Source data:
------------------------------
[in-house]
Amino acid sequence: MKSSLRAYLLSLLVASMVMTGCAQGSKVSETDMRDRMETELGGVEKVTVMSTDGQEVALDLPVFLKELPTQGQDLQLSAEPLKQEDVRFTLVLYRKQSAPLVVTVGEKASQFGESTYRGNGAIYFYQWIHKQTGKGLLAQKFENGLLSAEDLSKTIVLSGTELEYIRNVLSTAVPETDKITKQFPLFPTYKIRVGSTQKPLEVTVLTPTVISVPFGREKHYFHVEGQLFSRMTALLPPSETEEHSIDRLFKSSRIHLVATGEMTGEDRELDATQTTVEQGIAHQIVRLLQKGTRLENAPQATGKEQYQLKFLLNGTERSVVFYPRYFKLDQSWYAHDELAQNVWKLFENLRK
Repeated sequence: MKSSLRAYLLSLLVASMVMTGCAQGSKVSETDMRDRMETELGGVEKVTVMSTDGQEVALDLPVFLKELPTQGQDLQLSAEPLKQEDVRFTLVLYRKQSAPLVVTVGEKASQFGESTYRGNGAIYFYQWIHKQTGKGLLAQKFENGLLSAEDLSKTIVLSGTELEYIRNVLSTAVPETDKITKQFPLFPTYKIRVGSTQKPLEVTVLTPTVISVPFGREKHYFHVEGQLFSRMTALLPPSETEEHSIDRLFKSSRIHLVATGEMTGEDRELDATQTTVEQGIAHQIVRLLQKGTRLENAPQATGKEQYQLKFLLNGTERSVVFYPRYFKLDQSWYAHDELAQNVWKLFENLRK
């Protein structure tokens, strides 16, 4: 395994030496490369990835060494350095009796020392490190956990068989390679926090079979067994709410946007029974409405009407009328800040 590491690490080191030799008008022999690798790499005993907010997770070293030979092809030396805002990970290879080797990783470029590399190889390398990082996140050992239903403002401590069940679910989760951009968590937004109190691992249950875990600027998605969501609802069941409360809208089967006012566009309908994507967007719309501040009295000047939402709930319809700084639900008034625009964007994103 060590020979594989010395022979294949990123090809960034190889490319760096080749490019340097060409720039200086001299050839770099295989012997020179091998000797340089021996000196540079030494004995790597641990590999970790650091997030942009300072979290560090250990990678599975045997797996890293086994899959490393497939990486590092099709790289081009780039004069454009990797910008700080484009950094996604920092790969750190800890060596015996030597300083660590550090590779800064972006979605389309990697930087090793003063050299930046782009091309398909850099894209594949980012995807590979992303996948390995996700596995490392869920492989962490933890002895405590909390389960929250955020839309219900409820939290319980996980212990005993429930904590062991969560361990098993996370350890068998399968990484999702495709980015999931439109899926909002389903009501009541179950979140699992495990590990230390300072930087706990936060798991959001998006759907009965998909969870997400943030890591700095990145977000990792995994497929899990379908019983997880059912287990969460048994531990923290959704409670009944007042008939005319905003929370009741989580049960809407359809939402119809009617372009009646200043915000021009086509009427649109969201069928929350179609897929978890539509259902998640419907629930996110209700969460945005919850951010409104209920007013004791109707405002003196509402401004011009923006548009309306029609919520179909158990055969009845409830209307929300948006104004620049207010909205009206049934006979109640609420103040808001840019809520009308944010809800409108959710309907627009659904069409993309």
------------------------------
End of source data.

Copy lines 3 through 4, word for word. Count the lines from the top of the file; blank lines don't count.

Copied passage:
Repeated sequence: MKSSLRAYLLSLLVASMVMTGCAQGSKVSETDMRDRMETELGGVEKVTVMSTDGQEVALDLPVFLKELPTQGQDLQLSAEPLKQEDVRFTLVLYRKQSAPLVVTVGEKASQFGESTYRGNGAIYFYQWIHKQTGKGLLAQKFENGLLSAEDLSKTIVLSGTELEYIRNVLSTAVPETDKITKQFPLFPTYKIRVGSTQKPLEVTVLTPTVISVPFGREKHYFHVEGQLFSRMTALLPPSETEEHSIDRLFKSSRIHLVATGEMTGEDRELDATQTTVEQGIAHQIVRLLQKGTRLENAPQATGKEQYQLKFLLNGTERSVVFYPRYFKLDQSWYAHDELAQNVWKLFENLRK
């Protein structure tokens, strides 16, 4: 395994030496490369990835060494350095009796020392490190956990068989390679926090079979067994709410946007029974409405009407009328800040 590491690490080191030799008008022999690798790499005993907010997770070293030979092809030396805002990970290879080797990783470029590399190889390398990082996140050992239903403002401590069940679910989760951009968590937004109190691992249950875990600027998605969501609802069941409360809208089967006012566009309908994507967007719309501040009295000047939402709930319809700084639900008034625009964007994103 060590020979594989010395022979294949990123090809960034190889490319760096080749490019340097060409720039200086001299050839770099295989012997020179091998000797340089021996000196540079030494004995790597641990590999970790650091997030942009300072979290560090250990990678599975045997797996890293086994899959490393497939990486590092099709790289081009780039004069454009990797910008700080484009950094996604920092790969750190800890060596015996030597300083660590550090590779800064972006979605389309990697930087090793003063050299930046782009091309398909850099894209594949980012995807590979992303996948390995996700596995490392869920492989962490933890002895405590909390389960929250955020839309219900409820939290319980996980212990005993429930904590062991969560361990098993996370350890068998399968990484999702495709980015999931439109899926909002389903009501009541179950979140699992495990590990230390300072930087706990936060798991959001998006759907009965998909969870997400943030890591700095990145977000990792995994497929899990379908019983997880059912287990969460048994531990923290959704409670009944007042008939005319905003929370009741989580049960809407359809939402119809009617372009009646200043915000021009086509009427649109969201069928929350179609897929978890539509259902998640419907629930996110209700969460945005919850951010409104209920007013004791109707405002003196509402401004011009923006548009309306029609919520179909158990055969009845409830209307929300948006104004620049207010909205009206049934006979109640609420103040808001840019809520009308944010809800409108959710309907627009659904069409993309």